Hearing Examines Future Vehicle Technologies

Senate Committee emphasizes safety, federal regulation and cybersecurity.

The U.S. Senate Committee on Commerce, Science and Transportation, convened a hearing titled “Hands Off: The Future of Self-Driving Cars,” chaired by Sen. John Thune, R-S.D.

The hearing explored advancements in autonomous vehicle technology and its anticipated benefits for Americans. Witnesses were asked to discuss their continued efforts to develop automated vehicles, their views on the appropriate role of government in promoting innovation, including removing unnecessary hurdles, and their strategy to grow consumer adoption of this new technology.

Witnesses included:

• Dr. Chris Urmson, director of Self-Driving Cars, Google X
• Mike Ableson, vice president, Strategy and Global Portfolio Planning, General Motors Co.
• Glen DeVos, vice president, Global Engineering and Services, Electronics and Safety, Delphi Automotive
• Joseph Okpaku, vice president of Government Relations, Lyft
• Dr. Mary (Missy) Louise Cummings, director, Humans and Autonomy Lab and Duke Robotics, Duke University

The tone for the hearing was set early when Sen. Gary Peters, D-Mich., emphasized that, “The technologies of today and tomorrow must be safe from cyber threats and protect users’ privacy. We must avoid a patchwork of state regulations that will only stunt the development and deployment of these technologies and instead work to implement a consistent national policy. We must think carefully about the insurance implications of connected and automated cars and the possibility of liability shifting to the manufacturers as human control of the vehicles dissipates – potentially resulting in greater cost for coverage. And finally, we must increase our investments in connected and automated vehicle research and development.”

Peters and others highlighted the importance of more research in the area of connected and automated vehicle technologies. President Obama has proposed $4 billion over 10 years for the fiscal year 2017 budget to encourage the development and deployment of automated vehicles.

“But we have to get the technology right so that self-driving cars live up to their full promise,” said ranking member Bill Nelson, D-Fla., discussing the importance of federal regulation vs. state regulation in the area of cybersecurity. “Congress and the federal government must play a critical role, and that means we must foster a regulatory and legal environment in which American businesses are able to develop and manufacture these vehicles.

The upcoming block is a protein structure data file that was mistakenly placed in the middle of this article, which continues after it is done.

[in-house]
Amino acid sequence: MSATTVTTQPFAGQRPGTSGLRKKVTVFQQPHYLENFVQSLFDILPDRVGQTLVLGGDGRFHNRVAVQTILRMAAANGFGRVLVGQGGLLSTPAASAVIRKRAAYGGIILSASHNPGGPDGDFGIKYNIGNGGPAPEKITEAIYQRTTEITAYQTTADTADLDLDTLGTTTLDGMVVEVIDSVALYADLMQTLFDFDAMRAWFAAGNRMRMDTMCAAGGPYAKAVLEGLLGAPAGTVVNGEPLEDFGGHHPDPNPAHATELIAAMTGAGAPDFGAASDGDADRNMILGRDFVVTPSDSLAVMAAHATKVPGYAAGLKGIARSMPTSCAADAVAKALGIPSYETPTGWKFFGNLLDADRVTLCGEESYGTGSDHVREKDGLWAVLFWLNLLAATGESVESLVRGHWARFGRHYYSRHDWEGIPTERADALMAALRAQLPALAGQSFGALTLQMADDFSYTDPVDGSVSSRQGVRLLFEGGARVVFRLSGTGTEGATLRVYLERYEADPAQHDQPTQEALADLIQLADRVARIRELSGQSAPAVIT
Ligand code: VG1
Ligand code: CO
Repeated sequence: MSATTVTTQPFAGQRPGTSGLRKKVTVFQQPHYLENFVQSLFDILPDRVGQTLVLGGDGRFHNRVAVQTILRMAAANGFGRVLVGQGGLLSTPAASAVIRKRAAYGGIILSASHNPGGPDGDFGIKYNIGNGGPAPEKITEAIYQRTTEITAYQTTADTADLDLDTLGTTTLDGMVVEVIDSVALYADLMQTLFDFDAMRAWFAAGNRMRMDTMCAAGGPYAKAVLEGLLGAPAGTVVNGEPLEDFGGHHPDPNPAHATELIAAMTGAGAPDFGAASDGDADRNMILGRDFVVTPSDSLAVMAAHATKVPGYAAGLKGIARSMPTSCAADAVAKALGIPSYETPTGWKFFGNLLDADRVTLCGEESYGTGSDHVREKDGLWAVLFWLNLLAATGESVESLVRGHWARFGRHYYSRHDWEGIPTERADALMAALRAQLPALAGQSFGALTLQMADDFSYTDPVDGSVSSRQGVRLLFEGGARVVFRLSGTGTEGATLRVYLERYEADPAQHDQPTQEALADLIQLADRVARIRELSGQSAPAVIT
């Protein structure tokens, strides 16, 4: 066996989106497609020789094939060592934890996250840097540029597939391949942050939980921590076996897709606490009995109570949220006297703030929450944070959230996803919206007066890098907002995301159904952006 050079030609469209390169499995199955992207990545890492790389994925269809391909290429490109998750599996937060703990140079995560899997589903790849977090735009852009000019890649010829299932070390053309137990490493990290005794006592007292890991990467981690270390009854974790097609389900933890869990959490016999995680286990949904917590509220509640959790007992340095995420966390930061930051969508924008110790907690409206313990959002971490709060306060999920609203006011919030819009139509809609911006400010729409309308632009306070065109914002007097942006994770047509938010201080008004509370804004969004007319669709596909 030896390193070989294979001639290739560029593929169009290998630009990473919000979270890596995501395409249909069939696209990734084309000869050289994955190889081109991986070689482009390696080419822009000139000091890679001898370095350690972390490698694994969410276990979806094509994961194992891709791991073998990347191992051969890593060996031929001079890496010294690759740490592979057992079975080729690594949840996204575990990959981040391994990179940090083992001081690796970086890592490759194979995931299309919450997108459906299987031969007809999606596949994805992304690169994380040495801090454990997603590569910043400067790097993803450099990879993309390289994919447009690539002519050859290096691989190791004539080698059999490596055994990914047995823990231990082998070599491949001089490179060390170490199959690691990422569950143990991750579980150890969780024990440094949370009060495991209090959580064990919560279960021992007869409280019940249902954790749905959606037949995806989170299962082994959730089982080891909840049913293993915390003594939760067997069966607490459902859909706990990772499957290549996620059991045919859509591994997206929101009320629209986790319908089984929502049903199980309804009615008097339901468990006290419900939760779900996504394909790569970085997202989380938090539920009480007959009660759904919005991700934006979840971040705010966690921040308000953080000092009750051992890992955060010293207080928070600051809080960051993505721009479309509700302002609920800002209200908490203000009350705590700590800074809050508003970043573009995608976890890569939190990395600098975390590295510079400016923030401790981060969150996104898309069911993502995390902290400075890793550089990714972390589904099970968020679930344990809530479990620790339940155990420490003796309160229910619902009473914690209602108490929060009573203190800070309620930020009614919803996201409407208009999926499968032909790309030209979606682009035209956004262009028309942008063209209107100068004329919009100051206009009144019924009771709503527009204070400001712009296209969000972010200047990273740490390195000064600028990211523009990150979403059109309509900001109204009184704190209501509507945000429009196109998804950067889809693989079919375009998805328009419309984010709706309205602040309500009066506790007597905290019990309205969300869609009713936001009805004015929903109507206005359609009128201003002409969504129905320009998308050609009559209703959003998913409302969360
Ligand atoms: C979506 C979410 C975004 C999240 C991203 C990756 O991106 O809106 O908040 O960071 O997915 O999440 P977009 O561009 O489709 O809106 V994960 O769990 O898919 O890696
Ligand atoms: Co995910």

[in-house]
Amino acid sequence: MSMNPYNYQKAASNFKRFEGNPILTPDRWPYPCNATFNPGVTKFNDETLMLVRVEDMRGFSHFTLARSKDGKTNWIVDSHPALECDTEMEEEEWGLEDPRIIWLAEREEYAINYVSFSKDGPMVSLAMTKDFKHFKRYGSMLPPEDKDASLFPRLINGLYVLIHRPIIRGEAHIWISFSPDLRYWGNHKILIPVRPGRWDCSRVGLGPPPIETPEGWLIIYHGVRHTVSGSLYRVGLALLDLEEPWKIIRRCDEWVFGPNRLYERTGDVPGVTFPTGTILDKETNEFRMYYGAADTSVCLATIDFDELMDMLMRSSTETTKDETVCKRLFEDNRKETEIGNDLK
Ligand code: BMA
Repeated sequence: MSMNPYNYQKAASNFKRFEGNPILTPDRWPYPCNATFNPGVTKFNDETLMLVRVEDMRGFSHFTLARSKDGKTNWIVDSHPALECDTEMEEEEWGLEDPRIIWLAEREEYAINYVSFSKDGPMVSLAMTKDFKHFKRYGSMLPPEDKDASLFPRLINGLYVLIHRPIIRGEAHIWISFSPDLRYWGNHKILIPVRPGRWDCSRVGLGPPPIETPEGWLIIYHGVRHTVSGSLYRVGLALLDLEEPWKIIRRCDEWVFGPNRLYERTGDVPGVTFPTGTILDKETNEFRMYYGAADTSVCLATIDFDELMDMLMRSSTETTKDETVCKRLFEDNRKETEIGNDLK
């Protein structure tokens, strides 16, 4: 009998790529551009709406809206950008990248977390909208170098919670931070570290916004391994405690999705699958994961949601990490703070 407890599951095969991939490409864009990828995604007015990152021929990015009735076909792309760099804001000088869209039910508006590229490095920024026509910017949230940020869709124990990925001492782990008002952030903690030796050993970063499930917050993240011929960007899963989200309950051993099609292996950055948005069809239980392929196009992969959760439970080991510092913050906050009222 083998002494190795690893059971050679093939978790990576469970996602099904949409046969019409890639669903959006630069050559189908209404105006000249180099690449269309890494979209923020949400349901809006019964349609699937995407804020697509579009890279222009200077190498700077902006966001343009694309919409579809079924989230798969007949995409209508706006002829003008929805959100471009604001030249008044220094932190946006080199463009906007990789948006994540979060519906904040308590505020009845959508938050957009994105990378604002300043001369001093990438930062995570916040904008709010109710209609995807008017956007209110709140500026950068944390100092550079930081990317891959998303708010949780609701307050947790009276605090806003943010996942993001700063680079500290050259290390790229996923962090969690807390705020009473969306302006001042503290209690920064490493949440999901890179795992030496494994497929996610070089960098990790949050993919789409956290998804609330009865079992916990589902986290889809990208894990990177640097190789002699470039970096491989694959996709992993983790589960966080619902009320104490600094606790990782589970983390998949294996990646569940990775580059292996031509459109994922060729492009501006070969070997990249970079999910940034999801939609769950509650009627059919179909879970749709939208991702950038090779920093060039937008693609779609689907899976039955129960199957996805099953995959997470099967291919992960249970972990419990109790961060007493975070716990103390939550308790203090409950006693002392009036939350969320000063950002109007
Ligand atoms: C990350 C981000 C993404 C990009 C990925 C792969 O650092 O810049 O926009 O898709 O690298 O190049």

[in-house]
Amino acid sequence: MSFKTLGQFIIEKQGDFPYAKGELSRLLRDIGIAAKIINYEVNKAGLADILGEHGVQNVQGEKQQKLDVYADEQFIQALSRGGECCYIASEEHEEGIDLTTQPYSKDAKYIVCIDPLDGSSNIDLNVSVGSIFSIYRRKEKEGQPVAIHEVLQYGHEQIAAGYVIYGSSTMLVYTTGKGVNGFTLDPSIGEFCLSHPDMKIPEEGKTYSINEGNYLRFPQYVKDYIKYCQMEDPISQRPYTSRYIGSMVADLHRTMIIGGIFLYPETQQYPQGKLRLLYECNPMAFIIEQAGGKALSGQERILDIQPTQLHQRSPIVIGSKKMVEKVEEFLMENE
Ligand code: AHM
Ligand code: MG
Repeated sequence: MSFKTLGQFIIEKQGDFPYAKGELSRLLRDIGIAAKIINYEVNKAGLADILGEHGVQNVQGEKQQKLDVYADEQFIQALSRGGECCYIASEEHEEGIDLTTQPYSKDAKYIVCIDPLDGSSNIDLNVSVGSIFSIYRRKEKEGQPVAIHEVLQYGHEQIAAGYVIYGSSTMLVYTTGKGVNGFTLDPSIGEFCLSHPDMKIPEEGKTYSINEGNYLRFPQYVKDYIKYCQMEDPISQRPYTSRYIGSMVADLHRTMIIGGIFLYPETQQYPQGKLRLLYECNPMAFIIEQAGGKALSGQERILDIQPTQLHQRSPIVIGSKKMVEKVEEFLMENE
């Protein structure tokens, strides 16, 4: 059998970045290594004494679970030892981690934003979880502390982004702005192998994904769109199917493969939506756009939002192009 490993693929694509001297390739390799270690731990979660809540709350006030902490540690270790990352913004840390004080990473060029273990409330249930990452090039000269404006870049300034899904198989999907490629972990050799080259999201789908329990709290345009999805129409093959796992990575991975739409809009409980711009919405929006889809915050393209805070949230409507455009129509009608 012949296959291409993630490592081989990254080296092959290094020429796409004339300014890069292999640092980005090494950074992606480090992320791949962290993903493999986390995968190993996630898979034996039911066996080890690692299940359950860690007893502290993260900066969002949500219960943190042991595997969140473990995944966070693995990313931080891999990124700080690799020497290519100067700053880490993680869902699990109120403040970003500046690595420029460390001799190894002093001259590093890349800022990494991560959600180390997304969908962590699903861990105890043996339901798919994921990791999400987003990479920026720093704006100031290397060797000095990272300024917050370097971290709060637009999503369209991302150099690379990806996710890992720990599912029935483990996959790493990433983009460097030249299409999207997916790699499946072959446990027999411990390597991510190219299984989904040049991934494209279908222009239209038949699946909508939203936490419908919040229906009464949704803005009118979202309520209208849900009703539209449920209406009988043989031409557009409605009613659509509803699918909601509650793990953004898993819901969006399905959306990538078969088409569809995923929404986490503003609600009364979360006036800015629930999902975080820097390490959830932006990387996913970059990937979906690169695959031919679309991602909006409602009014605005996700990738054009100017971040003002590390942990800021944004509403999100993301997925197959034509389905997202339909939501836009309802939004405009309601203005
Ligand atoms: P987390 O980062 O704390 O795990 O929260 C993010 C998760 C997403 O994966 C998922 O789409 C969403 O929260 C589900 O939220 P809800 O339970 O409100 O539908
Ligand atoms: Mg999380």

“But it also means that we must exercise responsible oversight by asking the tough questions today to make sure these cars of tomorrow are safe for the public. As we have seen with both the Takata airbag crisis and the GM ignition switch recall, individual components of vehicles with defects can snowball into big problems.”

However, Nelson went on to say that the stakes are higher with autonomous cars. “For example, can you imagine what would happen if a little cybersecurity flaw allowed thousands – or even millions – of autonomous vehicles to get hacked while they are out on the road? One small defect could lead to a massive safety crisis. Safety has to be built into these vehicles.”

Urmson responded that one of Google X’s goals for the project was to make driving safer. Noting that 38,000 Americans died in auto accidents in 2015, 12 million globally, he said that “these are numbers that could be reduced significantly with fully self-driving cars, especially since 94 percent of accidents in the United States are due to human error.”

Reiterating the federal vs. state regulation dilemma for autonomous vehicles, he also testified that, “The leadership of the federal government is critically important given the growing patchwork of state laws and regulations on self-driving cars. Last December, we were disappointed that California released draft regulations for operation of autonomous vehicles that specifically excluded fully self-driving cars, despite strong public support for this technology, particularly from the disability community.